Food24 talks to... Mr Zingara, Richard Griffin

The man behind the scenes of the Zingara group and Bombay Bicycle Club.

richard griffin

Restaurant ed Cath Shone and Chef Caro sit down for a chat with the passionate Richard Griffin.

He is an absolute force of smiling energy with a big heart.

Q: Your Madame Zingara Restaurant in town was a massive hit with Capetonians – why do you think it has not really been emulated again?

A: I suppose it’s a train of thought made up of a life time in an industry - and a certain genre and employment ethic. Our staff and our people are every part of the experience and, without them, our crazy hippy antics would not exist.

Q: How do you choose your restaurant locations?

A: Sometimes they choose us. Historical value is and always has been a major contributing factor. I realize it sounds hokey pokey and quite superstitious, but generally it’s a feeling of listening to the walls talk. Foundations are everything and a building tells a story. It is that story that evokes the creative process.

Q: What is the most challenging thing about running a restaurant?

A: Definitely consistency.

Q: What is the most rewarding thing about running a restaurant?

A: Happy people – both customers and crew.

Q: What do you think of the standard of restaurant service in SA

A: It’s a problem. We’ve spent the last 3 months working on this within our own stores. On a personal note, I would like to build, not a company of great proportion, but a company of greatness where service is our greatest asset. Problems aren’t problems, if people are being correctly served.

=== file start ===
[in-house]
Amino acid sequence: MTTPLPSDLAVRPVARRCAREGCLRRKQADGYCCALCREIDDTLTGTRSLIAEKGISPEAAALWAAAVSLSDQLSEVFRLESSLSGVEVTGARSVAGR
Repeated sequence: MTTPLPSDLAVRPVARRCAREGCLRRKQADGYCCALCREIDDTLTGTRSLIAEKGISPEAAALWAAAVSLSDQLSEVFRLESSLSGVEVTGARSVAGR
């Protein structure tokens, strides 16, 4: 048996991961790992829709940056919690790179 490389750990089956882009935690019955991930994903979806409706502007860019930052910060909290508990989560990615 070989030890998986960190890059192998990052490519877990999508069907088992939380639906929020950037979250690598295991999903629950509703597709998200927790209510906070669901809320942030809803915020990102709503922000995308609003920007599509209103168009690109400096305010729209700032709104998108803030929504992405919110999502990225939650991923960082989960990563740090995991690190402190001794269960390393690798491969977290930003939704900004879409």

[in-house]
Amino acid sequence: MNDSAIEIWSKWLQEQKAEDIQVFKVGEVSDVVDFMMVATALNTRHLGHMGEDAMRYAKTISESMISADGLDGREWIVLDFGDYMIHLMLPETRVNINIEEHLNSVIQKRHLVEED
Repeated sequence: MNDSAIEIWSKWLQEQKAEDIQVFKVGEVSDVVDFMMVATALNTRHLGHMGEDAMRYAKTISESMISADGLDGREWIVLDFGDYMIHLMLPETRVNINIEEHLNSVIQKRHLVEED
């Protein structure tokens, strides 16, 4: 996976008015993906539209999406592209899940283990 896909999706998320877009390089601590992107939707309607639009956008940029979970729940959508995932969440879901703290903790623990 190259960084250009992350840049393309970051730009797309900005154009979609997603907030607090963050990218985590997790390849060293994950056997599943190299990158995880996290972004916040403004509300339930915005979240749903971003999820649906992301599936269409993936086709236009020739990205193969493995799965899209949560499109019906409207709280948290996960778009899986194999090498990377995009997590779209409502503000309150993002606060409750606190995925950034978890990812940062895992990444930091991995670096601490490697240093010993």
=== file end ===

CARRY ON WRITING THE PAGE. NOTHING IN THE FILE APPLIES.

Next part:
Q: Do you try to stick to local producers? How true do you think CT restaurants are to this?

A: Generally speaking, our core focus is on supporting small to medium sized businesses and the majority of our suppliers have been supplying us for the past 15 years. On the Cape Town restaurant scene, I’d say yes.

Q: Do you use cheaper cuts of meat to fit into your pricing?

A: No – we use bulk buying. It is a constant war, and we are no longer able to operate within the same margins as we used to. At Madame Zingara, we have centralized buying with a fantastic team of negotiators sourcing products coming in from all over SA.

Q: What’s your opinion on vegetarian food? How largely does it feature?

A: Vegetarianism features in every outlet and is probably 10 – 15% of our client base. At the tent, our menu is in fact all vegetarian, with a meat and fish offering for those who choose to indulge.

Q: What do you consider a reasonable mark-up for a wine in a restaurant?

A: On average, for us, it’s twice plus vat but it’s not a fixed rule. On certain wines you are able to move huge volumes and therefore the mark up can be lower.

Q: What is your attitude towards corkage?

A: Cork away! Restaurants are a package – we provide service, atmosphere and everything on top. Our prices are based on this. Take R40 a head off, and very quickly you start to run at a loss. At the moment, with petrol, electricity, gas and just everything going up on a daily basis, it’s scary out there. Over season this year, we were too busy to watch the back end and had a very rude awakening in January when all the new prices started to sink in and we could get a clearer picture of what was really going on.

Q: How much do you think social media sites like twitter and facebook actively influence people’s choices for dining out?

A: Significantly. These two social mediums have totally transformed the way that we communicate with clients. Our Facebook sites are where we mostly judge our performance. Its instant gratification – not only for ourselves, but also for guests in problem solving and bettering guests overall experience.




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